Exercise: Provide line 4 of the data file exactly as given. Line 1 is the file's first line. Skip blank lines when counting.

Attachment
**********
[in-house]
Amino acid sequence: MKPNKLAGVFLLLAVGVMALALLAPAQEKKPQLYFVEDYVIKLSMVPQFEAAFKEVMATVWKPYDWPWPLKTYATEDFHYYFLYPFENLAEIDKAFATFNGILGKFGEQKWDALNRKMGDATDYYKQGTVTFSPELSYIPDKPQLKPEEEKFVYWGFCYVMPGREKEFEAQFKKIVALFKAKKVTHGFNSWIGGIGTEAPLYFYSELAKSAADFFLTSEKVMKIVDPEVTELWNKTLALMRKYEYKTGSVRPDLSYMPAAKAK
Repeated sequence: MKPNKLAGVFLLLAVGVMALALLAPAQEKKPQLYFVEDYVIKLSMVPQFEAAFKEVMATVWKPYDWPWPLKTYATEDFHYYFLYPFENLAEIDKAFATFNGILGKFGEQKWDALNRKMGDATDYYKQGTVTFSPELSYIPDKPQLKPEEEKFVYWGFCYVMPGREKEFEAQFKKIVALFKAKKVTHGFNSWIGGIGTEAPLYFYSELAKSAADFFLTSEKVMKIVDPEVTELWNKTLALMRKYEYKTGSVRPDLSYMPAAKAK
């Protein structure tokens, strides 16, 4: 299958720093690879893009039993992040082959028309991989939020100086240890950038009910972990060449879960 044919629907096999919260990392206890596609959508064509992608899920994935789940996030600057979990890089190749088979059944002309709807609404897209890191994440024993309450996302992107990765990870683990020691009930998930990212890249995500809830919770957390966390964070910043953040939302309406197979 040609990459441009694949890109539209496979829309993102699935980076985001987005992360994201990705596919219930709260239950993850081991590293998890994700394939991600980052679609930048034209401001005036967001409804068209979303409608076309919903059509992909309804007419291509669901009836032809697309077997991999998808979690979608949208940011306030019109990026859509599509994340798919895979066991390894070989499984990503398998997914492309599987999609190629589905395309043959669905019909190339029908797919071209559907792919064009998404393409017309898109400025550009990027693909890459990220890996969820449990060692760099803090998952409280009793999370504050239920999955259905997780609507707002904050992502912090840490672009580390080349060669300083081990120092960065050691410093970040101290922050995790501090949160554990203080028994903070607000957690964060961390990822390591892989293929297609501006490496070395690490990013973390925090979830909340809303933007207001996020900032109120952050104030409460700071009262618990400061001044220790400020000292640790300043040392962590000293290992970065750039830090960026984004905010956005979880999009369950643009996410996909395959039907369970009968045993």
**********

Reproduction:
């Protein structure tokens, strides 16, 4: 299958720093690879893009039993992040082959028309991989939020100086240890950038009910972990060449879960 044919629907096999919260990392206890596609959508064509992608899920994935789940996030600057979990890089190749088979059944002309709807609404897209890191994440024993309450996302992107990765990870683990020691009930998930990212890249995500809830919770957390966390964070910043953040939302309406197979 040609990459441009694949890109539209496979829309993102699935980076985001987005992360994201990705596919219930709260239950993850081991590293998890994700394939991600980052679609930048034209401001005036967001409804068209979303409608076309919903059509992909309804007419291509669901009836032809697309077997991999998808979690979608949208940011306030019109990026859509599509994340798919895979066991390894070989499984990503398998997914492309599987999609190629589905395309043959669905019909190339029908797919071209559907792919064009998404393409017309898109400025550009990027693909890459990220890996969820449990060692760099803090998952409280009793999370504050239920999955259905997780609507707002904050992502912090840490672009580390080349060669300083081990120092960065050691410093970040101290922050995790501090949160554990203080028994903070607000957690964060961390990822390591892989293929297609501006490496070395690490990013973390925090979830909340809303933007207001996020900032109120952050104030409460700071009262618990400061001044220790400020000292640790300043040392962590000293290992970065750039830090960026984004905010956005979880999009369950643009996410996909395959039907369970009968045993």